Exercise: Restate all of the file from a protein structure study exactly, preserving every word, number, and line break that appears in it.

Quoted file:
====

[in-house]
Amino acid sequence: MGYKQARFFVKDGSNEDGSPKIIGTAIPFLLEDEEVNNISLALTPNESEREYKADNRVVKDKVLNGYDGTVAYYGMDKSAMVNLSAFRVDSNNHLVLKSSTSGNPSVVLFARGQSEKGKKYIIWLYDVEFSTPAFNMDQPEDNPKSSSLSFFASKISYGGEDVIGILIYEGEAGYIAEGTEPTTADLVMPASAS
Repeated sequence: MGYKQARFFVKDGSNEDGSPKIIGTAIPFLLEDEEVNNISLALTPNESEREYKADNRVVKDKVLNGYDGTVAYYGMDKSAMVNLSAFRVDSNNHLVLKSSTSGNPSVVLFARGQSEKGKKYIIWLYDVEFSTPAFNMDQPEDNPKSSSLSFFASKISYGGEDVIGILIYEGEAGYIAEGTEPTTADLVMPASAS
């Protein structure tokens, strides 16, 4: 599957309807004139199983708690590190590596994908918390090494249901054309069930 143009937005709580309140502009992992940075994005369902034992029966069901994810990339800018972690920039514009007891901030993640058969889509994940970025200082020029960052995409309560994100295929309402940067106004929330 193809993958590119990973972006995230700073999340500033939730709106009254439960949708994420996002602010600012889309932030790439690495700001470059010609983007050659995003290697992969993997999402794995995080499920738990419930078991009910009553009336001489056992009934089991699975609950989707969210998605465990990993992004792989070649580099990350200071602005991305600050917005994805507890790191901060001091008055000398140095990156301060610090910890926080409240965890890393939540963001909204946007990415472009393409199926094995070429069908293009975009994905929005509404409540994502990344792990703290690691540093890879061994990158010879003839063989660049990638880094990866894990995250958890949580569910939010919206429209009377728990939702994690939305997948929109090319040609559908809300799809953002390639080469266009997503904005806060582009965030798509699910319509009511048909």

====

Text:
[in-house]
Amino acid sequence: MGYKQARFFVKDGSNEDGSPKIIGTAIPFLLEDEEVNNISLALTPNESEREYKADNRVVKDKVLNGYDGTVAYYGMDKSAMVNLSAFRVDSNNHLVLKSSTSGNPSVVLFARGQSEKGKKYIIWLYDVEFSTPAFNMDQPEDNPKSSSLSFFASKISYGGEDVIGILIYEGEAGYIAEGTEPTTADLVMPASAS
Repeated sequence: MGYKQARFFVKDGSNEDGSPKIIGTAIPFLLEDEEVNNISLALTPNESEREYKADNRVVKDKVLNGYDGTVAYYGMDKSAMVNLSAFRVDSNNHLVLKSSTSGNPSVVLFARGQSEKGKKYIIWLYDVEFSTPAFNMDQPEDNPKSSSLSFFASKISYGGEDVIGILIYEGEAGYIAEGTEPTTADLVMPASAS
């Protein structure tokens, strides 16, 4: 599957309807004139199983708690590190590596994908918390090494249901054309069930 143009937005709580309140502009992992940075994005369902034992029966069901994810990339800018972690920039514009007891901030993640058969889509994940970025200082020029960052995409309560994100295929309402940067106004929330 193809993958590119990973972006995230700073999340500033939730709106009254439960949708994420996002602010600012889309932030790439690495700001470059010609983007050659995003290697992969993997999402794995995080499920738990419930078991009910009553009336001489056992009934089991699975609950989707969210998605465990990993992004792989070649580099990350200071602005991305600050917005994805507890790191901060001091008055000398140095990156301060610090910890926080409240965890890393939540963001909204946007990415472009393409199926094995070429069908293009975009994905929005509404409540994502990344792990703290690691540093890879061994990158010879003839063989660049990638880094990866894990995250958890949580569910939010919206429209009377728990939702994690939305997948929109090319040609559908809300799809953002390639080469266009997503904005806060582009965030798509699910319509009511048909």